Less than three months after his appointment as secretary of state for the UK Department for the Environment, Food and Rural Affairs (DEFRA), EU sceptic and former international leather trader Owen Paterson told delegates at the Oxford farming conference that the UK public should be actively encouraged to embrace GM crops.
The minister used his public office to promote the same tired statistics that he had used in December to browbeat the Womens’ Institute members when he made the same sales pitch, to the embarrassment of his hosts.
Despite the secretary of state’s fondness of nifty numbers, his grasp of the GM reality is a bit shaky. He told Oxford delegates about the: “…potential benefits of GM beyond the food chain, for example, significantly reducing the use of pesticides…”
Such abject advocacy of private sector biotechnology is disturbing at the best of times. When it comes from a senior member of the UK government there is cause for concern, especially when that public servant will be representing UK voters’ interests in the CAP reform debate. There is still time to register a vote against GMOs until this weekend in a poll on The Guardian website where “No” votes are outrunning “Yes” votes by two to one at the time of writing.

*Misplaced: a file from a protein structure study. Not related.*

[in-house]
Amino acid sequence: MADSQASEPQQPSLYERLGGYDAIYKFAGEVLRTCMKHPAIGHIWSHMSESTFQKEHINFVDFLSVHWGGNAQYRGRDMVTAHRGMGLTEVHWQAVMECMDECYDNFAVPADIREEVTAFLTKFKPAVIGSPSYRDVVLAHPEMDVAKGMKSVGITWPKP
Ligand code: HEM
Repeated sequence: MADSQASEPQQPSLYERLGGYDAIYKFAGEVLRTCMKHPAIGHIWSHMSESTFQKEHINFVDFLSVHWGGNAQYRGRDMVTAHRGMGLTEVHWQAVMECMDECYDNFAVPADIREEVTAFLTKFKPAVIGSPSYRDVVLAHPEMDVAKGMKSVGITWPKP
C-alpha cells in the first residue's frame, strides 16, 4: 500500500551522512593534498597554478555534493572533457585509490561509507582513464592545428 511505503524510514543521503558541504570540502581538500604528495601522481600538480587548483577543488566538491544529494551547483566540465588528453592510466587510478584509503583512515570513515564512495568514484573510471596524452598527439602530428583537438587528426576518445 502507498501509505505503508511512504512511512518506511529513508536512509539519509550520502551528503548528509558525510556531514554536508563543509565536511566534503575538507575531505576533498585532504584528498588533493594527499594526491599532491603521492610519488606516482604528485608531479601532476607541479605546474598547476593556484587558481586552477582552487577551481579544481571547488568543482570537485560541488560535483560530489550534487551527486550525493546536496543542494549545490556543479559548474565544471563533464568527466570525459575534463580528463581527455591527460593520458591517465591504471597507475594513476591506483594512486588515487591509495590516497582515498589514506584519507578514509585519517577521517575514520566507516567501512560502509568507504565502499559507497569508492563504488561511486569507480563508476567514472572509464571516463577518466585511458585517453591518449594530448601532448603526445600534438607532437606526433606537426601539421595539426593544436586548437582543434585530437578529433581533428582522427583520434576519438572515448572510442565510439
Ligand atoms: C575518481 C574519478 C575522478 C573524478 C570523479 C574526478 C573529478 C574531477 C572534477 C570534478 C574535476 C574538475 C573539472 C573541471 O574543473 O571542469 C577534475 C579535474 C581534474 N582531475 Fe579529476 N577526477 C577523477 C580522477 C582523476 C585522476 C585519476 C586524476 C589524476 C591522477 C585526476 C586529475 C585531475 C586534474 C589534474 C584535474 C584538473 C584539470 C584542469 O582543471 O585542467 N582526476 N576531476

In September, Paterson told Farmers’ Guardian that he was going to Brussels to attend his first meeting of the Council of Ministers and find “…common ground…” However, his table-thumping performance suggests that the word “consensus” is not a term that he uses gladly.
Great result for Guardian voters! The readers’ poll closed with a resounding No to biotech, 72% to 28% (http://www.guardian.co.uk/commentisfree/poll/2013/jan/03/is-gm-food-safe-and-beneficial).